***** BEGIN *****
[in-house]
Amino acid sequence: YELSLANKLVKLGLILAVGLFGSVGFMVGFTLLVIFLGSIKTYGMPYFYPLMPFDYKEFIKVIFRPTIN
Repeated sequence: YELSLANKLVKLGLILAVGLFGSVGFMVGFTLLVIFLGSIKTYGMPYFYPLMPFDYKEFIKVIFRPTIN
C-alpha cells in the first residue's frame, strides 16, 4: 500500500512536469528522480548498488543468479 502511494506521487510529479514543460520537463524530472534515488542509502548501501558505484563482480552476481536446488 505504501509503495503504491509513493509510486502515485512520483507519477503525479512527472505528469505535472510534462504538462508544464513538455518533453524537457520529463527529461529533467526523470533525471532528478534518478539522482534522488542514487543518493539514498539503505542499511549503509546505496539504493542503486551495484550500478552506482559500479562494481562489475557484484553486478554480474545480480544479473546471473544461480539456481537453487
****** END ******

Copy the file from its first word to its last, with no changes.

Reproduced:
[in-house]
Amino acid sequence: YELSLANKLVKLGLILAVGLFGSVGFMVGFTLLVIFLGSIKTYGMPYFYPLMPFDYKEFIKVIFRPTIN
Repeated sequence: YELSLANKLVKLGLILAVGLFGSVGFMVGFTLLVIFLGSIKTYGMPYFYPLMPFDYKEFIKVIFRPTIN
C-alpha cells in the first residue's frame, strides 16, 4: 500500500512536469528522480548498488543468479 502511494506521487510529479514543460520537463524530472534515488542509502548501501558505484563482480552476481536446488 505504501509503495503504491509513493509510486502515485512520483507519477503525479512527472505528469505535472510534462504538462508544464513538455518533453524537457520529463527529461529533467526523470533525471532528478534518478539522482534522488542514487543518493539514498539503505542499511549503509546505496539504493542503486551495484550500478552506482559500479562494481562489475557484484553486478554480474545480480544479473546471473544461480539456481537453487